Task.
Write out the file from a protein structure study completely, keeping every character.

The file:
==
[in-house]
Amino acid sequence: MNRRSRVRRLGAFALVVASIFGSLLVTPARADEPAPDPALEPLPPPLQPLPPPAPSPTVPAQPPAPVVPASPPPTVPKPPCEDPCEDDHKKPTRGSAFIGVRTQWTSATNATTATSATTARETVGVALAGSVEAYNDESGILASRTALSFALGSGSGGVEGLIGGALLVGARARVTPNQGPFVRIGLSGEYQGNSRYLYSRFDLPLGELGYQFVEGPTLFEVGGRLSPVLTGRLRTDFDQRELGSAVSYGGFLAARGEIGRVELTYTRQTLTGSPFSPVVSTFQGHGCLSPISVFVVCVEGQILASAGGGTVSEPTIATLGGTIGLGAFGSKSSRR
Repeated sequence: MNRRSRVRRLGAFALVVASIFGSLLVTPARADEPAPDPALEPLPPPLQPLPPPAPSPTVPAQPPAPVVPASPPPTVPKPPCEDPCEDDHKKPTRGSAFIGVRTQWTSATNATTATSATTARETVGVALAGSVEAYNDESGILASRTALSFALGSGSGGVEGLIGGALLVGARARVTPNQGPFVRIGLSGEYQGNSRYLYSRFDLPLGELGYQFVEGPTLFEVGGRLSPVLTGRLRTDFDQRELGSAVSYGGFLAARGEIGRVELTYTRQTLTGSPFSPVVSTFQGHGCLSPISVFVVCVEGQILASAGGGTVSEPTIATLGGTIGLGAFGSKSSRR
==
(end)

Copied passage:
[in-house]
Amino acid sequence: MNRRSRVRRLGAFALVVASIFGSLLVTPARADEPAPDPALEPLPPPLQPLPPPAPSPTVPAQPPAPVVPASPPPTVPKPPCEDPCEDDHKKPTRGSAFIGVRTQWTSATNATTATSATTARETVGVALAGSVEAYNDESGILASRTALSFALGSGSGGVEGLIGGALLVGARARVTPNQGPFVRIGLSGEYQGNSRYLYSRFDLPLGELGYQFVEGPTLFEVGGRLSPVLTGRLRTDFDQRELGSAVSYGGFLAARGEIGRVELTYTRQTLTGSPFSPVVSTFQGHGCLSPISVFVVCVEGQILASAGGGTVSEPTIATLGGTIGLGAFGSKSSRR
Repeated sequence: MNRRSRVRRLGAFALVVASIFGSLLVTPARADEPAPDPALEPLPPPLQPLPPPAPSPTVPAQPPAPVVPASPPPTVPKPPCEDPCEDDHKKPTRGSAFIGVRTQWTSATNATTATSATTARETVGVALAGSVEAYNDESGILASRTALSFALGSGSGGVEGLIGGALLVGARARVTPNQGPFVRIGLSGEYQGNSRYLYSRFDLPLGELGYQFVEGPTLFEVGGRLSPVLTGRLRTDFDQRELGSAVSYGGFLAARGEIGRVELTYTRQTLTGSPFSPVVSTFQGHGCLSPISVFVVCVEGQILASAGGGTVSEPTIATLGGTIGLGAFGSKSSRR